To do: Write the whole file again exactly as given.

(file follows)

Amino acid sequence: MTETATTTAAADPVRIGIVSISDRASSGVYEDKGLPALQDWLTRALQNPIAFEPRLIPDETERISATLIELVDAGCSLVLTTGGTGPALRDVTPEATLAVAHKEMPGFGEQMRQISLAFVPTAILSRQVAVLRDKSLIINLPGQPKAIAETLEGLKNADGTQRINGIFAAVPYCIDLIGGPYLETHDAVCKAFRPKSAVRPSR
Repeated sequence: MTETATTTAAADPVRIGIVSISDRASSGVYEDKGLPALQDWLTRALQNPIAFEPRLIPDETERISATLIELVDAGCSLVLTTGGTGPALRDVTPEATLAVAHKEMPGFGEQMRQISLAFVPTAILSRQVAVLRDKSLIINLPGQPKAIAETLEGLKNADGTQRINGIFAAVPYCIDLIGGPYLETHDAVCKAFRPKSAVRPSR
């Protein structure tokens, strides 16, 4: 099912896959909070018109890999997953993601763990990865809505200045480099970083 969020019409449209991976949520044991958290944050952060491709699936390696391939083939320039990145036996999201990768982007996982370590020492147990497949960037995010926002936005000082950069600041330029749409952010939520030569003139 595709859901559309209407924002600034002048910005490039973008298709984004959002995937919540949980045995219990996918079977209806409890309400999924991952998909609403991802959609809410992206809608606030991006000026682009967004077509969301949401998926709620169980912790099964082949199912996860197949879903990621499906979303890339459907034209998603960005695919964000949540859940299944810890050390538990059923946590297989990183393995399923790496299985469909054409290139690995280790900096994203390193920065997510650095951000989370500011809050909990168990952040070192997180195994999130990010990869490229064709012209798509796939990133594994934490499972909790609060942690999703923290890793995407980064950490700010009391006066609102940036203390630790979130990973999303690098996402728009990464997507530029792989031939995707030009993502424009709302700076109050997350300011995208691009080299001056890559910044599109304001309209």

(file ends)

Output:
Amino acid sequence: MTETATTTAAADPVRIGIVSISDRASSGVYEDKGLPALQDWLTRALQNPIAFEPRLIPDETERISATLIELVDAGCSLVLTTGGTGPALRDVTPEATLAVAHKEMPGFGEQMRQISLAFVPTAILSRQVAVLRDKSLIINLPGQPKAIAETLEGLKNADGTQRINGIFAAVPYCIDLIGGPYLETHDAVCKAFRPKSAVRPSR
Repeated sequence: MTETATTTAAADPVRIGIVSISDRASSGVYEDKGLPALQDWLTRALQNPIAFEPRLIPDETERISATLIELVDAGCSLVLTTGGTGPALRDVTPEATLAVAHKEMPGFGEQMRQISLAFVPTAILSRQVAVLRDKSLIINLPGQPKAIAETLEGLKNADGTQRINGIFAAVPYCIDLIGGPYLETHDAVCKAFRPKSAVRPSR
């Protein structure tokens, strides 16, 4: 099912896959909070018109890999997953993601763990990865809505200045480099970083 969020019409449209991976949520044991958290944050952060491709699936390696391939083939320039990145036996999201990768982007996982370590020492147990497949960037995010926002936005000082950069600041330029749409952010939520030569003139 595709859901559309209407924002600034002048910005490039973008298709984004959002995937919540949980045995219990996918079977209806409890309400999924991952998909609403991802959609809410992206809608606030991006000026682009967004077509969301949401998926709620169980912790099964082949199912996860197949879903990621499906979303890339459907034209998603960005695919964000949540859940299944810890050390538990059923946590297989990183393995399923790496299985469909054409290139690995280790900096994203390193920065997510650095951000989370500011809050909990168990952040070192997180195994999130990010990869490229064709012209798509796939990133594994934490499972909790609060942690999703923290890793995407980064950490700010009391006066609102940036203390630790979130990973999303690098996402728009990464997507530029792989031939995707030009993502424009709302700076109050997350300011995208691009080299001056890559910044599109304001309209």